Julie, 50, mentionné: “Ted’s always loved climbing trees so I decided he should be able to do it in style. We’ve named the treehouse ‘A Room With A Mew’ after the film ‘Room With A View’.

“It may not be the Italian city of Florence, but Ted has a great view of the sea at Plymouth Sound.

“He uses a staircase to get in and out and he’s got a sheepskin lined bed in there. He loves it.”

GAGNER: Break away

FANCY a gorgeous break away with your pet pooch in tow?

You and your four-legged furry friend could get away from it all as Canine Cottages is giving Paws and Claws readers the chance to win a £300 voucher to stay at one of its pet-friendly property.

To enter, send an email with the header CANINE COTTAGES to: sundaypets@the-sun.co.uk d'ici octobre 16 . Voir caninecottages.co.uk T&Cs s'appliquent.

Puppy love is the real thing

DOGS really do love us – and not just because we feed them, according to scientists

Jules Howard, author of Wonderdog!, mentionné: “Having written many books about the incredible minds of wild chimpanzees, dolphins, gorillas and monkeys, I was sure dogs were pulling off a different trick – that theirs was a kind of cupboard love.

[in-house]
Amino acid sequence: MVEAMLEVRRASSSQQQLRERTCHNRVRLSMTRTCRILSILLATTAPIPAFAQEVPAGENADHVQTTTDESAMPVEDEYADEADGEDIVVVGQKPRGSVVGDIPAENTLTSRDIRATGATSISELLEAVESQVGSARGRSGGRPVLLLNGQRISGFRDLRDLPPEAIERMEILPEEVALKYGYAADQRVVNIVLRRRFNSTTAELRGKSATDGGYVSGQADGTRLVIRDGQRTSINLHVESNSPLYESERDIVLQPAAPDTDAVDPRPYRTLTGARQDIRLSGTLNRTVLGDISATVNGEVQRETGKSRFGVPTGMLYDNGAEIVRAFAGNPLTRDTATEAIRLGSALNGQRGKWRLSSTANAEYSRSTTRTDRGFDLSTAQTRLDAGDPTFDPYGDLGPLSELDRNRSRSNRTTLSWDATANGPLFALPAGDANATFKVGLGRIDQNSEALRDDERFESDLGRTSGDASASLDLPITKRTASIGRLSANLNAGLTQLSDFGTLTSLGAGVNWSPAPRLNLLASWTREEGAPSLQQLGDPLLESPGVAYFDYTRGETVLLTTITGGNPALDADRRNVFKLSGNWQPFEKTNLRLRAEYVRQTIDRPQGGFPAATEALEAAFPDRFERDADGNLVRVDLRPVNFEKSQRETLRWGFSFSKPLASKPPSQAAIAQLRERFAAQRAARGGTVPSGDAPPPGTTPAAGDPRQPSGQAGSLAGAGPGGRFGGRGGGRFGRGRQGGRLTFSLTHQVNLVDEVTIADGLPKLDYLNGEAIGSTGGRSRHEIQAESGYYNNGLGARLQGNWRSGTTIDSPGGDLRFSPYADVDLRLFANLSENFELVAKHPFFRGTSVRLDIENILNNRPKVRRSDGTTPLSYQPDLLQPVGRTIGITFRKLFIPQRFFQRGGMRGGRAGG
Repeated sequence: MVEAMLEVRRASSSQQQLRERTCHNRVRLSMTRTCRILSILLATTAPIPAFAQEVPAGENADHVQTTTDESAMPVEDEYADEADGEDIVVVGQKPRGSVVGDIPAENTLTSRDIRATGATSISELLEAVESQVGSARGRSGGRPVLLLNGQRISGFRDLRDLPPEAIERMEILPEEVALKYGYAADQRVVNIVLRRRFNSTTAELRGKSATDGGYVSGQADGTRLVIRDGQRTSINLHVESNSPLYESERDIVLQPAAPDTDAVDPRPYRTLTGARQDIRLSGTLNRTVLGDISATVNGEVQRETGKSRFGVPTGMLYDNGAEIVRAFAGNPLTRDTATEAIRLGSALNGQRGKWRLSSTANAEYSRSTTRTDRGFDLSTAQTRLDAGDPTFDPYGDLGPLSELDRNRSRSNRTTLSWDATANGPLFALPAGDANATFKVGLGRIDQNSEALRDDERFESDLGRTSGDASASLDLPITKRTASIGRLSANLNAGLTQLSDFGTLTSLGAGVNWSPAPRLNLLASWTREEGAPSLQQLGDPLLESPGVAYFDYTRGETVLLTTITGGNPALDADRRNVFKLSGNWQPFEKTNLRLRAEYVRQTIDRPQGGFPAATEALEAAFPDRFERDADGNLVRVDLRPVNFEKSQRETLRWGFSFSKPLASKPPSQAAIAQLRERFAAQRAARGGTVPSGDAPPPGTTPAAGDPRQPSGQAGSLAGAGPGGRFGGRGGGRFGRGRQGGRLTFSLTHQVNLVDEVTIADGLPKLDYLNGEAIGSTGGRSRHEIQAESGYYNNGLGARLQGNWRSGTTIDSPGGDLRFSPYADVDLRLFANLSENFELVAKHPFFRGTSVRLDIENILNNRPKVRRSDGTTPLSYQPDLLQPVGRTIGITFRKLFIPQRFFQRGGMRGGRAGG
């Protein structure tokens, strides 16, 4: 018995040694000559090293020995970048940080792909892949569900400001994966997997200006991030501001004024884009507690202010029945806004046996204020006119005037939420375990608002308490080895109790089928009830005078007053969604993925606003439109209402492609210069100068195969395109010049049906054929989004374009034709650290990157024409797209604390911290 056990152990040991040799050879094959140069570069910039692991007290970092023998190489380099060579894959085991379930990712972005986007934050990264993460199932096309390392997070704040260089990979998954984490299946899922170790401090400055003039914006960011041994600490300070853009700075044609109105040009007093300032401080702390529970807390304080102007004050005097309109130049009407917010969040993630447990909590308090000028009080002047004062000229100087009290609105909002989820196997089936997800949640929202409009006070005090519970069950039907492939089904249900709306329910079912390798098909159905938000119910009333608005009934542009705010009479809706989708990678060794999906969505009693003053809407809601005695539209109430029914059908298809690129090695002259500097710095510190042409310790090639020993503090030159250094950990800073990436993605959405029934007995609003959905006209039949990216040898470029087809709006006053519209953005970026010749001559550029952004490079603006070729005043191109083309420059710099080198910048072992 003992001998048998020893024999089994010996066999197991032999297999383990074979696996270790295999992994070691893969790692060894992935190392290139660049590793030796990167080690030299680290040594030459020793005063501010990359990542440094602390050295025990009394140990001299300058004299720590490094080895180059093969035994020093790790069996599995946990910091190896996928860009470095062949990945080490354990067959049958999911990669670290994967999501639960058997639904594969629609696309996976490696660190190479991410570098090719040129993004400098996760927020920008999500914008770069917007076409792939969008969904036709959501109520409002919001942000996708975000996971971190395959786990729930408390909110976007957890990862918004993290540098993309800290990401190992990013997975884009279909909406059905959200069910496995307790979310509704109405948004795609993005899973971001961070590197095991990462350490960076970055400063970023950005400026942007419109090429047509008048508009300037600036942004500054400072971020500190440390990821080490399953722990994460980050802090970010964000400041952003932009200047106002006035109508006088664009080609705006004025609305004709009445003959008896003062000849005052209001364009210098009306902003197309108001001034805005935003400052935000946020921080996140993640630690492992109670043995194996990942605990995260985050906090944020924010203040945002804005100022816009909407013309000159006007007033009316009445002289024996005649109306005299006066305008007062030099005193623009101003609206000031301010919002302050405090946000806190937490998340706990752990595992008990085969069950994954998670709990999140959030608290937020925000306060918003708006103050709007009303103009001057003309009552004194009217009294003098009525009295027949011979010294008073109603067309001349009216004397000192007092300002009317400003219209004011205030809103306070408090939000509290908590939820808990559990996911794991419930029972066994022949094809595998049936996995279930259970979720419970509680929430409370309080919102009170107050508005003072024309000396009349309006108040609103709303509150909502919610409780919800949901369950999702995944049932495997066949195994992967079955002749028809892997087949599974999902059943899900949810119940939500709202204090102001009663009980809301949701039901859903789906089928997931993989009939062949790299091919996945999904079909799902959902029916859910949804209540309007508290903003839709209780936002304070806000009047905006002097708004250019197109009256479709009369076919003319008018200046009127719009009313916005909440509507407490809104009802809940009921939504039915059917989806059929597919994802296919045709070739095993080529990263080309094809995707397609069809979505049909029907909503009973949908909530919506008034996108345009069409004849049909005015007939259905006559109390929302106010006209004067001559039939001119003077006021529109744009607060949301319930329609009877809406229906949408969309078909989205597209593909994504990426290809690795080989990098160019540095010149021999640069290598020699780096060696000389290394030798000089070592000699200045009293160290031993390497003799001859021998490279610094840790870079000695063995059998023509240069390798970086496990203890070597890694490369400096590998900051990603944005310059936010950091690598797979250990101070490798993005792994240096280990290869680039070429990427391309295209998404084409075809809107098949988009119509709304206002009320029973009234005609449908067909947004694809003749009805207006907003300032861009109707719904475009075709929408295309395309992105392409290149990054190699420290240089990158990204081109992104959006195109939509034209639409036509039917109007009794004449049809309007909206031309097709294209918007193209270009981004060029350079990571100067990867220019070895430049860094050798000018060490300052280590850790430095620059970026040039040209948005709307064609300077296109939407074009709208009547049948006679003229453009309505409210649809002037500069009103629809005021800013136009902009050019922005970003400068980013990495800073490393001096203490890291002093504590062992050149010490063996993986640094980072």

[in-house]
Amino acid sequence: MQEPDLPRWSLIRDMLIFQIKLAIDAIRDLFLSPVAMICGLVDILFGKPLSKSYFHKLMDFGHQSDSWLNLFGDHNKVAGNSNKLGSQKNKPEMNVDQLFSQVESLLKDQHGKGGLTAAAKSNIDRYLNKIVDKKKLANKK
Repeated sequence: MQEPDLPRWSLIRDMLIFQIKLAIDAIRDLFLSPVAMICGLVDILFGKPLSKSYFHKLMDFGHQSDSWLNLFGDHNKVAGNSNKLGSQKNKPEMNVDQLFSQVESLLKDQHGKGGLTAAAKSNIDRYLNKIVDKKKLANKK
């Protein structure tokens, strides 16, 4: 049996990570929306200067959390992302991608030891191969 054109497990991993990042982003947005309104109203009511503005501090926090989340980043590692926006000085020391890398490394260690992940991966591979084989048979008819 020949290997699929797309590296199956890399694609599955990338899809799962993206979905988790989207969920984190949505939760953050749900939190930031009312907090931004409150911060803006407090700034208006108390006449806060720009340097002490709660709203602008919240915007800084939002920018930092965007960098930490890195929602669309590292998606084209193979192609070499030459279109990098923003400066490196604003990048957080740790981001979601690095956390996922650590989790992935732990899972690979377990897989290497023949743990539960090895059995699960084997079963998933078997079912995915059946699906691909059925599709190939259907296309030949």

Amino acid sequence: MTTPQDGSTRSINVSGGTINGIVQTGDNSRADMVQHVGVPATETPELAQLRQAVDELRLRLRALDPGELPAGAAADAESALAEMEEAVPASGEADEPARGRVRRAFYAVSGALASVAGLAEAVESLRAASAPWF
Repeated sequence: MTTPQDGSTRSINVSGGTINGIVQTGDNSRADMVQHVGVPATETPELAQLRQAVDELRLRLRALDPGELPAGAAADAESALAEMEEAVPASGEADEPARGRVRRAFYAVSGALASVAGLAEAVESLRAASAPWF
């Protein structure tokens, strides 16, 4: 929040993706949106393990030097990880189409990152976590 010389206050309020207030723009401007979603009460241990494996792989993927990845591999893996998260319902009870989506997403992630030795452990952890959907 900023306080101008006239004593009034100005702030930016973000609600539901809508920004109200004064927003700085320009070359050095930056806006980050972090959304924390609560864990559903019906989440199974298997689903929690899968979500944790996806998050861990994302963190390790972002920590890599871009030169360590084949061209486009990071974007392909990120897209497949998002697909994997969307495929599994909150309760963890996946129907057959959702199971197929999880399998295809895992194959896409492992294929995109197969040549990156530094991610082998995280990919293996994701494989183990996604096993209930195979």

Dogs really do love us – and not just because we feed them, according to scientist

Dogs really do love us – and not just because we feed them, according to scientistCrédit: Fourni

“What convinced me that dogs really do love us wasn’t the strength of a single scientific study – it was the breadth. The emotional centres of dog brains (trained to lie down in a fMRI scanner) light up like our own when they experience warm, happy connections.

Oxytocin levels – the so-called “love hormone” – go through the roof in dogs when we gaze lovingly into one another’s eyes.

“Dogs have genes for friendliness that differ spectacularly from other animals. Studies show that, like children, dogs seek reassurance from us in uncertain situations.”

Jules, who will be speaking at New Scientist Live at ExCel London next week added: "Donc, here I stand converted, declaring dogs can love, and celebrating the science that is showing us the strength of this connection.

“Dogs have long been considered our best friends. Now we know for sure, so break out the biscuits”

To win a family ticket for two adults and two children to see Jules on October 8, send an email headed NEW SCIENTIST to sundaypets@the-sun.co.uk by October 5. T&Cs s'appliquent. And find out more at live.newscientist.com.